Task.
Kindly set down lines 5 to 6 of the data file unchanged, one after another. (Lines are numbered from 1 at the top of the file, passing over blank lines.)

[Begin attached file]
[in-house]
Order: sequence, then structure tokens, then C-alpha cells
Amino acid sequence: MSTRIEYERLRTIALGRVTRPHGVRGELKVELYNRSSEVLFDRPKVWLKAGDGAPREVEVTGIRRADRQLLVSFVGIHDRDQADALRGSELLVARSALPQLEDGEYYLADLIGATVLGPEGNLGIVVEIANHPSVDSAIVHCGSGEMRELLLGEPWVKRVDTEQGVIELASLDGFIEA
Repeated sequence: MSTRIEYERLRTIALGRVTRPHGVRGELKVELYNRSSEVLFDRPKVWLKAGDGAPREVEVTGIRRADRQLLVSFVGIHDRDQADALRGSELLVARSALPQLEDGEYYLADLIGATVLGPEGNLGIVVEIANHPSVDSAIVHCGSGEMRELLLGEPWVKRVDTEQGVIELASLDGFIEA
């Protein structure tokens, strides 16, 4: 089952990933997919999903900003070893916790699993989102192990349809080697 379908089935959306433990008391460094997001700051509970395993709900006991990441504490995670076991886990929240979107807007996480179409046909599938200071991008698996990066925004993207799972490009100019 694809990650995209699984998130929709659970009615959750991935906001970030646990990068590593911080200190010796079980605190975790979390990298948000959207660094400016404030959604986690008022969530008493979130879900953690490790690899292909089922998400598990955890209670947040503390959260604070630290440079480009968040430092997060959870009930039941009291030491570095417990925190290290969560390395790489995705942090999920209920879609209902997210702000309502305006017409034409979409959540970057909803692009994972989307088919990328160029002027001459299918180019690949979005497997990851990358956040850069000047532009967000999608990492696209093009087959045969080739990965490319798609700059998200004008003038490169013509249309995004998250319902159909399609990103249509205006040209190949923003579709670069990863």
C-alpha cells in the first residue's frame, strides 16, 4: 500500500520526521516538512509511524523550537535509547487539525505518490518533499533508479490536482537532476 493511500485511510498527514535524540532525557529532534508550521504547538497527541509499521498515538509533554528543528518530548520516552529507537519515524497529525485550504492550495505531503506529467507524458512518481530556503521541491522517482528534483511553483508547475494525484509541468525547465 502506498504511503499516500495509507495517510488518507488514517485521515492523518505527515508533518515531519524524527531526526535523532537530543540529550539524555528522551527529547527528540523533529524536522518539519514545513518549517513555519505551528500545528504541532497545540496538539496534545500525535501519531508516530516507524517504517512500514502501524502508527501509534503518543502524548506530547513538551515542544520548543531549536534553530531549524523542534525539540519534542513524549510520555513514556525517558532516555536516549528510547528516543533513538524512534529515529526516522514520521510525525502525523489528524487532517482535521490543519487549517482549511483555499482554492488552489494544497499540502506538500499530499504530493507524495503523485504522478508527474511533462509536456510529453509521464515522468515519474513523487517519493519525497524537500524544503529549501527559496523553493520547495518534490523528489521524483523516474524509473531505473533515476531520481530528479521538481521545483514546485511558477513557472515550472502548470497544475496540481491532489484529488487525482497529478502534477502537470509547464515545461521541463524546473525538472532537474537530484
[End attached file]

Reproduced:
């Protein structure tokens, strides 16, 4: 089952990933997919999903900003070893916790699993989102192990349809080697 379908089935959306433990008391460094997001700051509970395993709900006991990441504490995670076991886990929240979107807007996480179409046909599938200071991008698996990066925004993207799972490009100019 694809990650995209699984998130929709659970009615959750991935906001970030646990990068590593911080200190010796079980605190975790979390990298948000959207660094400016404030959604986690008022969530008493979130879900953690490790690899292909089922998400598990955890209670947040503390959260604070630290440079480009968040430092997060959870009930039941009291030491570095417990925190290290969560390395790489995705942090999920209920879609209902997210702000309502305006017409034409979409959540970057909803692009994972989307088919990328160029002027001459299918180019690949979005497997990851990358956040850069000047532009967000999608990492696209093009087959045969080739990965490319798609700059998200004008003038490169013509249309995004998250319902159909399609990103249509205006040209190949923003579709670069990863």
C-alpha cells in the first residue's frame, strides 16, 4: 500500500520526521516538512509511524523550537535509547487539525505518490518533499533508479490536482537532476 493511500485511510498527514535524540532525557529532534508550521504547538497527541509499521498515538509533554528543528518530548520516552529507537519515524497529525485550504492550495505531503506529467507524458512518481530556503521541491522517482528534483511553483508547475494525484509541468525547465 502506498504511503499516500495509507495517510488518507488514517485521515492523518505527515508533518515531519524524527531526526535523532537530543540529550539524555528522551527529547527528540523533529524536522518539519514545513518549517513555519505551528500545528504541532497545540496538539496534545500525535501519531508516530516507524517504517512500514502501524502508527501509534503518543502524548506530547513538551515542544520548543531549536534553530531549524523542534525539540519534542513524549510520555513514556525517558532516555536516549528510547528516543533513538524512534529515529526516522514520521510525525502525523489528524487532517482535521490543519487549517482549511483555499482554492488552489494544497499540502506538500499530499504530493507524495503523485504522478508527474511533462509536456510529453509521464515522468515519474513523487517519493519525497524537500524544503529549501527559496523553493520547495518534490523528489521524483523516474524509473531505473533515476531520481530528479521538481521545483514546485511558477513557472515550472502548470497544475496540481491532489484529488487525482497529478502534477502537470509547464515545461521541463524546473525538472532537474537530484